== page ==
Organizations planning to launch a digital transformation program should be prepared to establish a detailed project plan and, more importantly, a DX roadmap. Migrating to a digital transformation environment often means changes to the company's business model, overall vision, corporate culture, sales and marketing processes, and IT infrastructure and operations. Indeed, the transition to a digital business model is a complex process, requiring organizations to map their digital transformation strategy to existing strategies and implement the enabling DX technologies. This article takes organizations through the process of building a digital transformation roadmap, from determining the need for a DX transformation to the final completion and deployment of a DX program.
What is a digital transformation roadmap?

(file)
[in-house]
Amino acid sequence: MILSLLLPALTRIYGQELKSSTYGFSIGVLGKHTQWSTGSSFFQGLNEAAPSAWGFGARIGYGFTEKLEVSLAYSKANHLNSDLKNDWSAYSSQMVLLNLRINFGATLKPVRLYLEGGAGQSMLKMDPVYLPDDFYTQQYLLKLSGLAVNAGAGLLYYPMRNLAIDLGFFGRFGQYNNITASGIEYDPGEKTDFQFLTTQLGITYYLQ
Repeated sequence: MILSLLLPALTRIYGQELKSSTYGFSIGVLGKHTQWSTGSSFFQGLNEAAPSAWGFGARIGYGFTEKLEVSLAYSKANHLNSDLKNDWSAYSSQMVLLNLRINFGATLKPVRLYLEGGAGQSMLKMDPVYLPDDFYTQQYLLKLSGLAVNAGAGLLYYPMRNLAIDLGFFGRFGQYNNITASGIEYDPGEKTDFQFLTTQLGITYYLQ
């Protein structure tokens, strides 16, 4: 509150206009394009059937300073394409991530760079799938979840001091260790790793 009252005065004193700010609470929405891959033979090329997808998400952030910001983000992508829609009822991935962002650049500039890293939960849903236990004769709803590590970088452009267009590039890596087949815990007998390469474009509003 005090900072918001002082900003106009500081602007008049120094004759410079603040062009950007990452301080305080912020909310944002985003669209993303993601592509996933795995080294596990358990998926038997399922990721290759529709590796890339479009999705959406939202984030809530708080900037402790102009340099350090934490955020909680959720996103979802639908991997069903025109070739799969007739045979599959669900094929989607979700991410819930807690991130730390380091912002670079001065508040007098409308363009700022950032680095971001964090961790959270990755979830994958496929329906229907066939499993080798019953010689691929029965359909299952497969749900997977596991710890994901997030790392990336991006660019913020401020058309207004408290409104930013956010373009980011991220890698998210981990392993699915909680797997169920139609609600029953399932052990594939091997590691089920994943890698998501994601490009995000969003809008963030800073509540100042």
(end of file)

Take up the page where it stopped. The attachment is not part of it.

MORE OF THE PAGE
A DX roadmap indicates the starting point and defines the major activities -- and the many steps within each of those activities -- an organization needs to take to digitally transform itself.
Without a DX roadmap, the process might not go smoothly and even go off into tangents that compromise the success of the program. Think of the roadmap as the precursor to a formal transformation project plan that details activities, resources and time frames.
Why is a digital transformation roadmap important?
The short answer is survival. As businesses of all types and sizes migrate to DX technologies and resources, they have the potential to increase their competitive position, boost their reputation, enhance customer experiences, improve operational efficiency, increase revenues, attract new customers and retain existing ones. Businesses that don't embrace the benefits of a DX program do so at their own risk. With more employees working remotely and fewer customers shopping in person, the way business is performed has changed significantly. This evolution is expected to continue in the coming years, despite continued inflation and the threat of a possible recession.